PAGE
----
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U.S. Supreme Court Puts Same-Sex Marriage In Utah On Hold

PHOTO: The U-S Supreme Court took action Monday that temporarily stops same-sex couples from tying the knot in Utah. Image courtesy CDC.
PHOTO: The U-S Supreme Court took action Monday that temporarily stops same-sex couples from tying the knot in Utah. Image courtesy CDC.
January 7, 2014

SALT LAKE CITY – The U.S. Supreme Court took action Monday that temporarily stops same-sex couples from tying the knot in Utah.

The high court granted the state of Utah's request to allow it to stop issuing marriage licenses to same-sex couples while the matter is being litigated.

Clifford Rosky, board chairman at Equality Utah and a law professor at the University of Utah, says the ruling is a setback for marriage equality in the state.

"This is very disappointing for same-sex couples in Utah,” he says. “Not only the 1,000 couples who have already been married in the last couple of weeks, but the many couples who haven't had an opportunity to marry yet.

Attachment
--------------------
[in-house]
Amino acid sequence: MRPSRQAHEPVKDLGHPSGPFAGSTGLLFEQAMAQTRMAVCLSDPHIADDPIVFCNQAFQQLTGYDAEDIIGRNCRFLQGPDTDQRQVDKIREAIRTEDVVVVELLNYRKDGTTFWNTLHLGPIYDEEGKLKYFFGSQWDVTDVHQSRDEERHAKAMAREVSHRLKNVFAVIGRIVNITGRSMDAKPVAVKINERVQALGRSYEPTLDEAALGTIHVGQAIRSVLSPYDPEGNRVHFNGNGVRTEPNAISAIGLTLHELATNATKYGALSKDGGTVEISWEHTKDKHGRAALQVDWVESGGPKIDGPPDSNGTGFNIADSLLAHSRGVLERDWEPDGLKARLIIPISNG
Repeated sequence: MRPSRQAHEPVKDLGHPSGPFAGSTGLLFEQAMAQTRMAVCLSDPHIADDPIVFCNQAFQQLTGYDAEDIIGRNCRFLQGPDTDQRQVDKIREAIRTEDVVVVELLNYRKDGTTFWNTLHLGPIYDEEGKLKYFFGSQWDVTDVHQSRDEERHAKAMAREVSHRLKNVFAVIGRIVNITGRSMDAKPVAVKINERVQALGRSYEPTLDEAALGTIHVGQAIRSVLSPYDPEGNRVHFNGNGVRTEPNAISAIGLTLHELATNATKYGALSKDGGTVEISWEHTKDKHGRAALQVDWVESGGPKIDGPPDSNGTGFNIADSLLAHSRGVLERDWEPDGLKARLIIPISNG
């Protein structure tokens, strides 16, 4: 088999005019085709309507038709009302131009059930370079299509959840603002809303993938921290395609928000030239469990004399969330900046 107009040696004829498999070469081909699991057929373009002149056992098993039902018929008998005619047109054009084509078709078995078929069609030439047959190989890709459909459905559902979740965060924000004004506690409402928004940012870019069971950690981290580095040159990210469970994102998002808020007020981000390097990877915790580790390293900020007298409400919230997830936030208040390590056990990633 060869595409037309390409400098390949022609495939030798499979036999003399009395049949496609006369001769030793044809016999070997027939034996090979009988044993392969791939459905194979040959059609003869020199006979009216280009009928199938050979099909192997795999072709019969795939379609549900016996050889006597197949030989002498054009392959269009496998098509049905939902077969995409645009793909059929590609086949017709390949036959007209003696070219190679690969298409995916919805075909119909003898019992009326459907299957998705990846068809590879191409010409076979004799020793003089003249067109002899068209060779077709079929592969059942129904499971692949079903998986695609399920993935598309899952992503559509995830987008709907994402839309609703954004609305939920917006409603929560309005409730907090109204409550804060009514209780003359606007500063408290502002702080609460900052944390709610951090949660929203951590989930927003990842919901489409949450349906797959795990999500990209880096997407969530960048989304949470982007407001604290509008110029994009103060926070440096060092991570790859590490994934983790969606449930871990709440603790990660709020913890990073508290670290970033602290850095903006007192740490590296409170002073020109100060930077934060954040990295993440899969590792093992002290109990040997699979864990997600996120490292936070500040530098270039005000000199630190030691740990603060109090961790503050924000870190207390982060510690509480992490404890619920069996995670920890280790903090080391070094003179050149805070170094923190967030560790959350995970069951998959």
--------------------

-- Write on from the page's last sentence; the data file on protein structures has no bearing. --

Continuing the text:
“These are people who love each other. Many of them are raising children together."

Rosky adds the state also may take legal action to try to invalidate the same-sex marriages that have taken place.

Last month, U.S. District Judge Robert Shelby overturned Amendment 3, which had amended the Utah state constitution to define marriage as a union between one man and one woman.

The U.S. 10th Circuit Court of Appeals is expected to consider the state's appeal to Shelby's ruling in coming weeks.

John Mejia, legal director of the ACLU of Utah, says the U.S. Supreme Court action should not be seen as taking a position on marriage equality.
He says the court often tries to slow down the legal process linked to controversial issues.

Mejia says he believes Judge Shelby's ruling will prevail through the appeals process.

"I think that at the end of the day Judge Shelby is right, that marriage is a fundamental right and that there is no good reason to treat loving couples differently,” he explains. “I would hope that the 10th Circuit sees it that way."

Amendment 3 was approved in 2004 with 66 percent voter support.

There are reports that the state of Utah may spend $2 million on outside counsel in the effort to restore the same-sex marriage ban.

Mejia says the state could appeal the case all the way to the U.S. Supreme Court.


Troy Wilde, Public News Service - UT